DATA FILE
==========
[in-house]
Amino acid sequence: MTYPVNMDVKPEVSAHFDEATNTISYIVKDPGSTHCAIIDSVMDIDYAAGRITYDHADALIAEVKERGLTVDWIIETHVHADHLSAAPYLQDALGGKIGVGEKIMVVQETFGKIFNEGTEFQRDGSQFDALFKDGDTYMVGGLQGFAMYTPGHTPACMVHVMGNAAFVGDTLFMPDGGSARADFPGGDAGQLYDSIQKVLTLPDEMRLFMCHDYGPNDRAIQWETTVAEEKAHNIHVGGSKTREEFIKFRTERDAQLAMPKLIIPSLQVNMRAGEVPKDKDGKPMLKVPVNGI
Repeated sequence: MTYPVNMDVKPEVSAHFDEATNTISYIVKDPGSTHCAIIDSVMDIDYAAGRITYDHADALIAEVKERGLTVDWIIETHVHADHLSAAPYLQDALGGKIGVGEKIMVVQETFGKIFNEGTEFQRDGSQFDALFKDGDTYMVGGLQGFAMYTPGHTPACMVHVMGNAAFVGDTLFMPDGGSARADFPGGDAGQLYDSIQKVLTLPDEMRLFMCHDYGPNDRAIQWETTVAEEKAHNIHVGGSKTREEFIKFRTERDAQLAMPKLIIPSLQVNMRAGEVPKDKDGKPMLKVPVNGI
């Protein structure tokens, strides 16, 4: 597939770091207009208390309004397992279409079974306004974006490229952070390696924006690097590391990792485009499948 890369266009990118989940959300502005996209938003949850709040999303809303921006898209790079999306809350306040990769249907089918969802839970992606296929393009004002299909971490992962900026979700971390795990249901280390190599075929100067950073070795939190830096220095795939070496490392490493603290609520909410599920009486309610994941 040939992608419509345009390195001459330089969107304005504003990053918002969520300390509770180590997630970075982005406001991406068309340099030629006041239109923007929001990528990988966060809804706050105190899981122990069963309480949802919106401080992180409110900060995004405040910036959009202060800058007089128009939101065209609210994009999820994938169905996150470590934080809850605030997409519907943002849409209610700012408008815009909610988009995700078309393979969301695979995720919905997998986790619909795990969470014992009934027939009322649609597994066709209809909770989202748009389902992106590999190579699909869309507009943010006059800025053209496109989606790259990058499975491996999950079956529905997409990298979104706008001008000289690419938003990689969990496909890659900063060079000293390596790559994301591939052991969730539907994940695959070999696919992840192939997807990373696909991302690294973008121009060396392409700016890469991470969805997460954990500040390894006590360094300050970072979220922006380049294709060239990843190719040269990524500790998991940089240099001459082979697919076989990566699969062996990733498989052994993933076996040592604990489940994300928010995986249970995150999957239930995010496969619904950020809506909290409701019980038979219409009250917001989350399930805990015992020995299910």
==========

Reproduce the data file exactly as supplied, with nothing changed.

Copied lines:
[in-house]
Amino acid sequence: MTYPVNMDVKPEVSAHFDEATNTISYIVKDPGSTHCAIIDSVMDIDYAAGRITYDHADALIAEVKERGLTVDWIIETHVHADHLSAAPYLQDALGGKIGVGEKIMVVQETFGKIFNEGTEFQRDGSQFDALFKDGDTYMVGGLQGFAMYTPGHTPACMVHVMGNAAFVGDTLFMPDGGSARADFPGGDAGQLYDSIQKVLTLPDEMRLFMCHDYGPNDRAIQWETTVAEEKAHNIHVGGSKTREEFIKFRTERDAQLAMPKLIIPSLQVNMRAGEVPKDKDGKPMLKVPVNGI
Repeated sequence: MTYPVNMDVKPEVSAHFDEATNTISYIVKDPGSTHCAIIDSVMDIDYAAGRITYDHADALIAEVKERGLTVDWIIETHVHADHLSAAPYLQDALGGKIGVGEKIMVVQETFGKIFNEGTEFQRDGSQFDALFKDGDTYMVGGLQGFAMYTPGHTPACMVHVMGNAAFVGDTLFMPDGGSARADFPGGDAGQLYDSIQKVLTLPDEMRLFMCHDYGPNDRAIQWETTVAEEKAHNIHVGGSKTREEFIKFRTERDAQLAMPKLIIPSLQVNMRAGEVPKDKDGKPMLKVPVNGI
């Protein structure tokens, strides 16, 4: 597939770091207009208390309004397992279409079974306004974006490229952070390696924006690097590391990792485009499948 890369266009990118989940959300502005996209938003949850709040999303809303921006898209790079999306809350306040990769249907089918969802839970992606296929393009004002299909971490992962900026979700971390795990249901280390190599075929100067950073070795939190830096220095795939070496490392490493603290609520909410599920009486309610994941 040939992608419509345009390195001459330089969107304005504003990053918002969520300390509770180590997630970075982005406001991406068309340099030629006041239109923007929001990528990988966060809804706050105190899981122990069963309480949802919106401080992180409110900060995004405040910036959009202060800058007089128009939101065209609210994009999820994938169905996150470590934080809850605030997409519907943002849409209610700012408008815009909610988009995700078309393979969301695979995720919905997998986790619909795990969470014992009934027939009322649609597994066709209809909770989202748009389902992106590999190579699909869309507009943010006059800025053209496109989606790259990058499975491996999950079956529905997409990298979104706008001008000289690419938003990689969990496909890659900063060079000293390596790559994301591939052991969730539907994940695959070999696919992840192939997807990373696909991302690294973008121009060396392409700016890469991470969805997460954990500040390894006590360094300050970072979220922006380049294709060239990843190719040269990524500790998991940089240099001459082979697919076989990566699969062996990733498989052994993933076996040592604990489940994300928010995986249970995150999957239930995010496969619904950020809506909290409701019980038979219409009250917001989350399930805990015992020995299910």